Early Eighteenth-Century Newspaper Reports compiled by Rictor Norton

Virtue in Danger

Virtue in Danger; or, a lamentable story how a virtuous Lady had like to have been ravished by her sister’s footman.

To the tune of The Children in the Wood.

Written by a Lady.

Now ponder well, ye ladies fair,
     These words that I shall write:
I’ll tell a tale shall make you stare,
     Of a poor lady’s fright.

She laid her down all in her bed,
     And soon began to snore,
It never came into her head
     To lock her chamber-door.

A footman of her sister dear,
     A sturdy Scot was he,
Without a sense of godly fear,
     Bethought him wickedly.

Thought he, this lady lies alone,
     I like her comely face;
It would most gallantly be done,
     Her body to embrace.

In order to this bold attempt,
     He ran up stairs apace;
While she, poor lady, nothing dreamt,
     Or, dreamt it was his Grace.

The candle flaming in her eyes,
     Made her full soon awake:
He scorn’d to do it by surprize,
     Or her a-sleeping take.

A sword he had, and hard by it,
     A thing appear’d withal,
Which we, for very modesty,
     A pistol chuse to call.

This pistol in one hand he took,
     And thus began to woo her:
Oh! how this tender creature shook,
     When he presented to her.

"Lady, quoth he, I must obtain,
     For I have lov’d thee long!
Wou’d you know how my heart you gain’d,
     You had it for a song.

"Resolve to quench my present flame,
     Or you shall murder’d be;
It was those pretty eyes, fair dame,
     That first have murder’d me."

The lady look’d with fear, around,
     As in her bed she lay;
And tho’ half dying in a swoon,
     Thus to herself did say:

"Who rashly judge, (it is a rule)
     Do often judge amiss:
I thought this fellow was a fool;
     But there’s some sense in this."

She then recover’d heart of grace,
     And did to him reply,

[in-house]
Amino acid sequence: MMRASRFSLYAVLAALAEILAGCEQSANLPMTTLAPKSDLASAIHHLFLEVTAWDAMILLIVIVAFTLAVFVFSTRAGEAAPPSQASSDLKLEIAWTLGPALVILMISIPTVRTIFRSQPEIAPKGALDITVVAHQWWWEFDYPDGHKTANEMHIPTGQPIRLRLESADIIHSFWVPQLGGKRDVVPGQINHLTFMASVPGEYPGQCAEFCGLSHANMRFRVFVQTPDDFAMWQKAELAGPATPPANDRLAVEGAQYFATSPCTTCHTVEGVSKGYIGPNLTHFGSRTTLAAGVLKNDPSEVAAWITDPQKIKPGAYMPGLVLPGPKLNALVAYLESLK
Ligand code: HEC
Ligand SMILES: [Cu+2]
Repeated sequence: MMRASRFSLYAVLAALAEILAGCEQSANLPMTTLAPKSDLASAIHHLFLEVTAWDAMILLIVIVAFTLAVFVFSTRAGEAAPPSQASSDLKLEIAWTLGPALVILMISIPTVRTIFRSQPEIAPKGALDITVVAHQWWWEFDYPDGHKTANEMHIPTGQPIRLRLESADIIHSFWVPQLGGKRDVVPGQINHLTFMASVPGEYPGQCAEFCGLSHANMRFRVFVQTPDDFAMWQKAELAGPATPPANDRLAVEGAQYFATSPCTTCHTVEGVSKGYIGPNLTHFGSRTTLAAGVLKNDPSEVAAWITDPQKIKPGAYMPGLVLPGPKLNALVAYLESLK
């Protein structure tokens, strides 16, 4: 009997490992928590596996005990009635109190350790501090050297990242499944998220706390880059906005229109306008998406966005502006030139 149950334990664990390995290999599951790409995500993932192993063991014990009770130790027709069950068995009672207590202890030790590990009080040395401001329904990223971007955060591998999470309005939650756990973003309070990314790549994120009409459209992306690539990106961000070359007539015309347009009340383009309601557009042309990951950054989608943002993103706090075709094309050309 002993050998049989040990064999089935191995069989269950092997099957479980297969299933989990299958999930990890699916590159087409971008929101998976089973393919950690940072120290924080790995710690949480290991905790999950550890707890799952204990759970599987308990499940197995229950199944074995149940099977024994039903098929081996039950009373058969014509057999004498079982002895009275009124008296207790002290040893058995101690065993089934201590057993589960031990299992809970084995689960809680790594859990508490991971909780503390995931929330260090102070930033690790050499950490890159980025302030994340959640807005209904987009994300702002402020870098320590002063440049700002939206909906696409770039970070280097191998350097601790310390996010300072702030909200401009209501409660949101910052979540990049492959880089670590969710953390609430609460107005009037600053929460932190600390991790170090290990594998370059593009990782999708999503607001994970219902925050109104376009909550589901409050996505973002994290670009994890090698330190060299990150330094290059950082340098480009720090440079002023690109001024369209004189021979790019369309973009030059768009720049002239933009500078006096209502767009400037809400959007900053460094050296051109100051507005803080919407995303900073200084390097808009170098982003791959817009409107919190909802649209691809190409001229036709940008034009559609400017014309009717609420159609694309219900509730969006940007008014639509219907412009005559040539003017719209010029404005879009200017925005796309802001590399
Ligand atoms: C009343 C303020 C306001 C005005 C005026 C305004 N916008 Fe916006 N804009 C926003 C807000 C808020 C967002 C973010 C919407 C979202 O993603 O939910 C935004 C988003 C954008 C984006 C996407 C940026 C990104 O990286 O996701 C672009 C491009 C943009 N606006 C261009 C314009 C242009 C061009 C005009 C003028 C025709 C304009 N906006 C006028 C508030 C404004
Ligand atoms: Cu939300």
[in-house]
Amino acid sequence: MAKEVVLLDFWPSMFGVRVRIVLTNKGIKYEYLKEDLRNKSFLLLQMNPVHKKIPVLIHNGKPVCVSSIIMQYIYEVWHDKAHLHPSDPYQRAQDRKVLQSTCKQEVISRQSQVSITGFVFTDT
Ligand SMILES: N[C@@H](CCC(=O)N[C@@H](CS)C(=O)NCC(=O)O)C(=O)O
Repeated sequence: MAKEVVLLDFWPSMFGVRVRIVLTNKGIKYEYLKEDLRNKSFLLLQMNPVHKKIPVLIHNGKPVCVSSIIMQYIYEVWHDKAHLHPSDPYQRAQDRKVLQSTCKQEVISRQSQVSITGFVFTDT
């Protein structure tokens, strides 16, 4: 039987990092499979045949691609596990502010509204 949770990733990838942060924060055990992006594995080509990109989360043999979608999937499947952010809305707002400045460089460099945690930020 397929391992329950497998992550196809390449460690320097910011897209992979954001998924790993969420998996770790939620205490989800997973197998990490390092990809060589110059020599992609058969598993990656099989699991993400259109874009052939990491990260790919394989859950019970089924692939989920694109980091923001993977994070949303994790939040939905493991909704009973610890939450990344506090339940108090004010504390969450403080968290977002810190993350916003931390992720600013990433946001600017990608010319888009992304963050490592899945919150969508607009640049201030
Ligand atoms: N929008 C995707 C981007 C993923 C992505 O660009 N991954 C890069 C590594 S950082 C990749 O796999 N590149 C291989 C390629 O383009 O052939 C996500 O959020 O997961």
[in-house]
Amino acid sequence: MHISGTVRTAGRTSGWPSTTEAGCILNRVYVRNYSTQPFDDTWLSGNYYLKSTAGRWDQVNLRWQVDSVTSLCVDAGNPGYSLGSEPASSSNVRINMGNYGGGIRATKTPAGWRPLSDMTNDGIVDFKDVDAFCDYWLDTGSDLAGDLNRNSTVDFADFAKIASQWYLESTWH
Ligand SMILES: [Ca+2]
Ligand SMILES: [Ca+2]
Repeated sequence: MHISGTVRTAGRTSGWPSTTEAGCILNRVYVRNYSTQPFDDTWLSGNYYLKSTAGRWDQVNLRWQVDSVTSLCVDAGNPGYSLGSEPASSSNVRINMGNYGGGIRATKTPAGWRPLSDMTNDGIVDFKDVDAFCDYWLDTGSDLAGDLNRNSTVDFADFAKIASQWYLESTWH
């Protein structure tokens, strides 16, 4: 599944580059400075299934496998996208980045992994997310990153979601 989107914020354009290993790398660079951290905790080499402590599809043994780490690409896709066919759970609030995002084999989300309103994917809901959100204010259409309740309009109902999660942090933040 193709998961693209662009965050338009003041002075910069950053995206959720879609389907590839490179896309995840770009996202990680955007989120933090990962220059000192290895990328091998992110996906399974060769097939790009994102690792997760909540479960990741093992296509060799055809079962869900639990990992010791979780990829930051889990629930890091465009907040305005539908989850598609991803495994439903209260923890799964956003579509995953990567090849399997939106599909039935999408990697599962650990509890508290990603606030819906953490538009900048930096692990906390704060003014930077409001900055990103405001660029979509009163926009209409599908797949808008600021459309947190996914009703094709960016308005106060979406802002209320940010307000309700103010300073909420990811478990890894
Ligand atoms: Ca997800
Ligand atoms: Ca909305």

"Sure Arthur, you’ve forgot your place,
     Or know not that ’tis I,

"Do you consider who it is,
     That you thus rudely treat?
’Tis not for scoundrel scrubs to wish
     To taste their master’s meat."

"Tut, tut, quoth he, I do not care;"
     And so pull’d down the cloaths:
Uncover’d lay this lady fair,
     Quite from the head to toes.

"Oh! Arthur cover me, she said,
     Or sure I shall get cold:"
Which presently the rogue obey’d;
     He could not hear her scold,

He laid his sword close by her side;
     Her heart went pit-a-pat:
"You’ve but one weapon left, (she cry’d)
     Sure I can deal with that."

She saw the looby frighted stand,
     Out of the bed jump’d she,
Catch’d hold of his so furious hand;
     A sight it was to see!

His pistol-hand she held fast clos’d,
     As she remembers well;
But how the other was dispos’d
     There’s none alive can tell.

The sword full to his heart she laid,
     But yet did not him slay;
For when he saw the shining blade,
     God wot, he ran away.

When she was sure the knave was gone,
     Out of her father’s hall,
This virtuous lady straight began
     Most grievously to bawl.

In came pawpaw, and mawmaw dear,
     Who wonder’d to behold:
"Oot Grifee, what a noise is here,
     Why stond you in the cold?"

"Mawmaw, she said, (and then she wept)
     I have a battle won;
But if that I had soundly slept,
     My honour had been gone.

"A footman of my sister, he –"
     "A footman! cry’d mawmaw,
Dear daughter this must never be,
     And we not go to law."

This lady’s fame shall ever last,
     And live in British song;
For she was, like Lucretia, caste,
     And eke was much more strong.

NOTE: This ballad was written following the trial of Arthur Gray for burglary in December 1721, when he compounded the crime by attempting to ravish a married woman. He was reprieved. SOURCE: The Annals of Newgate; or, Malefactors Register, 4 vols, London, 1776; vol. ii, pp. 56-9.

(Texts have been modernized with regard to capitalization, italicization, and punctuation, but original spelling has been retained. This edition copyright Rictor Norton. All rights reserved. Reproduction for sale or profit prohibited. These extracts may not be archived, republished or redistributed without the permission of the compiler.)

CITATION: Rictor Norton, Early Eighteenth-Century Newspaper Reports: A Sourcebook, "Virtue in Danger", 17 April 2003 <http://grubstreet.rictornorton.co.uk/virtue.htm>

Return to list of Newspaper Reports